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Although I didn't take the MGMAT class, I wouldn't say that their materials were all useless.
I at least found the MGMAT SC guide quite useful.
Rumor has it that all Kaplan, Princeton and other GMAT prep companies are helping their participants to shoot for 500-650 score range. If you wish to get into the 700+club, I think you'll have to do more than what you're currently prepared for.
Honestly speaking, Kaplan wasn`t too good either. Read my thread "mortified by a low score" and you will understand what I mean. I think the test prep companies have become lazy and a little antiquated these days, relying on old retired questions and simple methodologies for the 20th century GMAT. The test has evolved, especially the quantitative section, (that`s why they use experimental questions) and prep companies just haven`t kept pace. For example, when I asked my Kaplan instructor (who incidentally had never taken an official GMAT) about advanced permutation/combination problems, he said "don`t worry, it`s not on the test." I am now seriously considering asking for my money back.
Probably best just to study on your own through questions on this forum.
I found their SC guide to be very helpful. The other guides and the class itself, however, were average. Definitely not worth the $1000. I'd say to buy the SC guide and study on your own and / or find another resource for the other sections.
Its What You Put In [#permalink]
03 Oct 2005, 19:03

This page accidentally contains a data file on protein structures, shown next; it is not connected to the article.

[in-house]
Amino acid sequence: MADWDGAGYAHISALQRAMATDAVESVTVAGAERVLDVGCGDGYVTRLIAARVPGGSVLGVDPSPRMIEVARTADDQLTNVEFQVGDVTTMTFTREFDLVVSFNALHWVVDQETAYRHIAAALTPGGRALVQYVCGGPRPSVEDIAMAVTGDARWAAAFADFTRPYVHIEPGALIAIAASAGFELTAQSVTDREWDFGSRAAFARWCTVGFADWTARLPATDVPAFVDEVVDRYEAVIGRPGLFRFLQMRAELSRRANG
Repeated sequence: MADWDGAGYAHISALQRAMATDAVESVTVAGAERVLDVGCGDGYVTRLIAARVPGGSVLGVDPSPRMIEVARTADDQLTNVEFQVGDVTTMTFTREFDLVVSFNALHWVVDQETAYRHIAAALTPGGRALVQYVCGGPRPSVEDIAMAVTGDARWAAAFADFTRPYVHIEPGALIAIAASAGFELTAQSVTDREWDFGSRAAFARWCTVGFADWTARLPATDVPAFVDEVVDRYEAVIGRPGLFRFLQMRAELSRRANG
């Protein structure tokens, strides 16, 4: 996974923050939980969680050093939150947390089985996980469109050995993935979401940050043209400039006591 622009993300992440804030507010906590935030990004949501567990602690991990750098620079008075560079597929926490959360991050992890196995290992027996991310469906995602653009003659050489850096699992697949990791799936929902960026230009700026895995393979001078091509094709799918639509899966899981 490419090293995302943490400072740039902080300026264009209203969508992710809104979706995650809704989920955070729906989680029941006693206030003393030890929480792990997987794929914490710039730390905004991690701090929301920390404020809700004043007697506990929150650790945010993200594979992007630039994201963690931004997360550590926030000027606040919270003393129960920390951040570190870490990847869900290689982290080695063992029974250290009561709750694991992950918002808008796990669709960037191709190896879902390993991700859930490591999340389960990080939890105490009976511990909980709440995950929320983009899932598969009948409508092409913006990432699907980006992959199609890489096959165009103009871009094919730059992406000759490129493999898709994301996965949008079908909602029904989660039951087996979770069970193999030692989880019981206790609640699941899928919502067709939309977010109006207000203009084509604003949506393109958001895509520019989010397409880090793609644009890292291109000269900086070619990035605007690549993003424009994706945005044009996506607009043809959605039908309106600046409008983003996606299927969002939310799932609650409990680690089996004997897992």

I previously took the gmat and scored a 640, currently I'm taking Manhattan GMAT in order to increase my score and I'm very happy.
I view the study class as a type of personal trainer, and as with a personal trainer if you don't have a positive "win-win" attitude and come ready to rock you will not do well. This is not to say the original poster didn't put in enough effort but I have noticed that many students in class treat the gmat as a joke. They are the late commers, those who never do their homework and those who skip class. Personally I've benefited a great deal from manhattan gmat and am glad I signed up (I also really l like the no-nonsense instructor).
In conclusion, I would recommend manhattan gmat but like anything else it is a tool and requires a lot of work on your part. If you are looking for a structured study plan with help, encouragement and resources check out manhattan gmat. If you are expecting a short cut or to learn everything from showing up in class then you won't benefit.
Napoleon : Victory belongs to the most persevering!!!
As in any line of work, the pay varies by firm and location. Note, however, that the instructor is not guaranteed any hours per week and must sign a noncompete so she cannot find clients on her own either (a pretty worthless agreement for the instructor). The starting rates that I have seen have generally been much closer to 10^1 than 10^2.
For instance, Kaplan notes that starting pay for graduate level tests (including the GMAT) in the same region is $18-24/hr and the best paid make "up to" $50/hr.